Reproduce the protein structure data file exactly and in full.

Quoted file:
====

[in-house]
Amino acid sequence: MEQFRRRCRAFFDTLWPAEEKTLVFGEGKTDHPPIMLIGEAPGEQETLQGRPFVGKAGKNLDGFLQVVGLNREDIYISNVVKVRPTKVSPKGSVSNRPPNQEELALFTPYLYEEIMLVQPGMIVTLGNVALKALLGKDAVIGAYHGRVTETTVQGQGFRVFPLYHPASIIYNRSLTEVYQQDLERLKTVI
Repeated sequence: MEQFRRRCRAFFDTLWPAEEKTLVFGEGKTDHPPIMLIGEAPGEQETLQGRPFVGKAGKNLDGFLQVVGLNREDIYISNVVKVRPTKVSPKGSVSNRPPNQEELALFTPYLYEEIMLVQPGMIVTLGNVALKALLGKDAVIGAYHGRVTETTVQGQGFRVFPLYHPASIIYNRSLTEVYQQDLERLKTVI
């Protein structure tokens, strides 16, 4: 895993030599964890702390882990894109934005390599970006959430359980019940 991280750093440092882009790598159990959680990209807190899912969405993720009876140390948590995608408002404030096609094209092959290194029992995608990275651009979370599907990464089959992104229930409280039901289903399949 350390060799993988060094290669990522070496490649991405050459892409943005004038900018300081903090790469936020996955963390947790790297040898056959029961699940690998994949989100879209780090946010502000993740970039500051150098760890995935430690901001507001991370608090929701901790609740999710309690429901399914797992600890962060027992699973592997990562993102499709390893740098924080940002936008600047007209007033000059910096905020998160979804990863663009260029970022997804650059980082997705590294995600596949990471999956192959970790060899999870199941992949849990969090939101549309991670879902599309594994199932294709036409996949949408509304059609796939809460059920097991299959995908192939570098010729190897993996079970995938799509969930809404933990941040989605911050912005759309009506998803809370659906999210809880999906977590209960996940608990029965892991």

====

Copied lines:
[in-house]
Amino acid sequence: MEQFRRRCRAFFDTLWPAEEKTLVFGEGKTDHPPIMLIGEAPGEQETLQGRPFVGKAGKNLDGFLQVVGLNREDIYISNVVKVRPTKVSPKGSVSNRPPNQEELALFTPYLYEEIMLVQPGMIVTLGNVALKALLGKDAVIGAYHGRVTETTVQGQGFRVFPLYHPASIIYNRSLTEVYQQDLERLKTVI
Repeated sequence: MEQFRRRCRAFFDTLWPAEEKTLVFGEGKTDHPPIMLIGEAPGEQETLQGRPFVGKAGKNLDGFLQVVGLNREDIYISNVVKVRPTKVSPKGSVSNRPPNQEELALFTPYLYEEIMLVQPGMIVTLGNVALKALLGKDAVIGAYHGRVTETTVQGQGFRVFPLYHPASIIYNRSLTEVYQQDLERLKTVI
């Protein structure tokens, strides 16, 4: 895993030599964890702390882990894109934005390599970006959430359980019940 991280750093440092882009790598159990959680990209807190899912969405993720009876140390948590995608408002404030096609094209092959290194029992995608990275651009979370599907990464089959992104229930409280039901289903399949 350390060799993988060094290669990522070496490649991405050459892409943005004038900018300081903090790469936020996955963390947790790297040898056959029961699940690998994949989100879209780090946010502000993740970039500051150098760890995935430690901001507001991370608090929701901790609740999710309690429901399914797992600890962060027992699973592997990562993102499709390893740098924080940002936008600047007209007033000059910096905020998160979804990863663009260029970022997804650059980082997705590294995600596949990471999956192959970790060899999870199941992949849990969090939101549309991670879902599309594994199932294709036409996949949408509304059609796939809460059920097991299959995908192939570098010729190897993996079970995938799509969930809404933990941040989605911050912005759309009506998803809370659906999210809880999906977590209960996940608990029965892991």